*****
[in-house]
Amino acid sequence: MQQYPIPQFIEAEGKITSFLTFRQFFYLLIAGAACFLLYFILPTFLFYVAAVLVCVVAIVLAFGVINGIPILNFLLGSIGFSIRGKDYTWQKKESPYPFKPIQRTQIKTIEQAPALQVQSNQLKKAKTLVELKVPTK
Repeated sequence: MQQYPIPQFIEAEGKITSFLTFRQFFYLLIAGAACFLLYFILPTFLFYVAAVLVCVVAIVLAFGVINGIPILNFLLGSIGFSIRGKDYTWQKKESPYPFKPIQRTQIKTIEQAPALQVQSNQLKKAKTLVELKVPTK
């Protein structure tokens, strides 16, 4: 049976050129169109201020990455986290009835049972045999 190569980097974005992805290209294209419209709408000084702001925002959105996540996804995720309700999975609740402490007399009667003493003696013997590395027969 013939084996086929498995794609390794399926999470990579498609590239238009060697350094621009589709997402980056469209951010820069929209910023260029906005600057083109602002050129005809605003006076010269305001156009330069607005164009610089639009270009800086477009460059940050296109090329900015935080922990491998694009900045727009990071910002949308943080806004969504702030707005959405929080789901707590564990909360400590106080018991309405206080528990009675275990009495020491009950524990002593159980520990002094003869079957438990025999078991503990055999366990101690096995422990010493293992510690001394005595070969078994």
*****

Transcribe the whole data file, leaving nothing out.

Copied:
[in-house]
Amino acid sequence: MQQYPIPQFIEAEGKITSFLTFRQFFYLLIAGAACFLLYFILPTFLFYVAAVLVCVVAIVLAFGVINGIPILNFLLGSIGFSIRGKDYTWQKKESPYPFKPIQRTQIKTIEQAPALQVQSNQLKKAKTLVELKVPTK
Repeated sequence: MQQYPIPQFIEAEGKITSFLTFRQFFYLLIAGAACFLLYFILPTFLFYVAAVLVCVVAIVLAFGVINGIPILNFLLGSIGFSIRGKDYTWQKKESPYPFKPIQRTQIKTIEQAPALQVQSNQLKKAKTLVELKVPTK
């Protein structure tokens, strides 16, 4: 049976050129169109201020990455986290009835049972045999 190569980097974005992805290209294209419209709408000084702001925002959105996540996804995720309700999975609740402490007399009667003493003696013997590395027969 013939084996086929498995794609390794399926999470990579498609590239238009060697350094621009589709997402980056469209951010820069929209910023260029906005600057083109602002050129005809605003006076010269305001156009330069607005164009610089639009270009800086477009460059940050296109090329900015935080922990491998694009900045727009990071910002949308943080806004969504702030707005959405929080789901707590564990909360400590106080018991309405206080528990009675275990009495020491009950524990002593159980520990002094003869079957438990025999078991503990055999366990101690096995422990010493293992510690001394005595070969078994």